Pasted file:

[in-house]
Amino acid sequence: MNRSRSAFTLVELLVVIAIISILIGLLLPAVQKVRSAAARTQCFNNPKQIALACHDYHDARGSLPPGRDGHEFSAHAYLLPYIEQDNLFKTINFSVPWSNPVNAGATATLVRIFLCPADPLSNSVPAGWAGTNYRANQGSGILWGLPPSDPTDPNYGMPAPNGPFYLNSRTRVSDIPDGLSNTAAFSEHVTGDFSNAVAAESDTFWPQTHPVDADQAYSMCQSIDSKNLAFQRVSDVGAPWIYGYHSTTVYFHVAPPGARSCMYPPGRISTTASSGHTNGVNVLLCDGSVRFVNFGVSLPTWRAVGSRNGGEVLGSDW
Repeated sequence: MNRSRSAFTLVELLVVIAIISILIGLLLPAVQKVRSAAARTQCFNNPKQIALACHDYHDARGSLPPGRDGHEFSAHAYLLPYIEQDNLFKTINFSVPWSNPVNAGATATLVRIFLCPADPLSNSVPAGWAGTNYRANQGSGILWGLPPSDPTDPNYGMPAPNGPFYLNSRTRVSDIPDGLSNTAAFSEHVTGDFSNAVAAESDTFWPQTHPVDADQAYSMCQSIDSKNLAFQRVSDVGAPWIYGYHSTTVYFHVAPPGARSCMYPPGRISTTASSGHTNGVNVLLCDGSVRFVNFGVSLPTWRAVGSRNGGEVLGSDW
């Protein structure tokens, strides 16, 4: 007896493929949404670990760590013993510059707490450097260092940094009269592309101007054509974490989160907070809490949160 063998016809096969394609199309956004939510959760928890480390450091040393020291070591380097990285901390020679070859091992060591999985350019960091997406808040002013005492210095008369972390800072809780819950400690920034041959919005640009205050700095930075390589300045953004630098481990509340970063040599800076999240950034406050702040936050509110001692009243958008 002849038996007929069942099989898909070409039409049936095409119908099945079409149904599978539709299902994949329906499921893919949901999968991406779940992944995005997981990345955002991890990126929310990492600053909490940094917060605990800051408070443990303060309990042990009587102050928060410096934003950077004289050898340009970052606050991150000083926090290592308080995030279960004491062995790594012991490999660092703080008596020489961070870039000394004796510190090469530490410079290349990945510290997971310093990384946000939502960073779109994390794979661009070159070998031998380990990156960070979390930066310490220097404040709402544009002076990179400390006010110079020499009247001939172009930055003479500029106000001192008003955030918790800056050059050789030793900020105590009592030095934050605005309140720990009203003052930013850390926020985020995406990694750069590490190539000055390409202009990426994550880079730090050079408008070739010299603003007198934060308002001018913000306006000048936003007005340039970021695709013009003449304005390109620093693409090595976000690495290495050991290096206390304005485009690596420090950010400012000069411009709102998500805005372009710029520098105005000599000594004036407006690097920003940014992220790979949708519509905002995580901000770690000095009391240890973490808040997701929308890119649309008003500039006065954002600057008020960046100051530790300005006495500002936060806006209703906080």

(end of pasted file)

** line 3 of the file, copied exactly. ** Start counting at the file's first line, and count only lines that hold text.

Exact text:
Repeated sequence: MNRSRSAFTLVELLVVIAIISILIGLLLPAVQKVRSAAARTQCFNNPKQIALACHDYHDARGSLPPGRDGHEFSAHAYLLPYIEQDNLFKTINFSVPWSNPVNAGATATLVRIFLCPADPLSNSVPAGWAGTNYRANQGSGILWGLPPSDPTDPNYGMPAPNGPFYLNSRTRVSDIPDGLSNTAAFSEHVTGDFSNAVAAESDTFWPQTHPVDADQAYSMCQSIDSKNLAFQRVSDVGAPWIYGYHSTTVYFHVAPPGARSCMYPPGRISTTASSGHTNGVNVLLCDGSVRFVNFGVSLPTWRAVGSRNGGEVLGSDW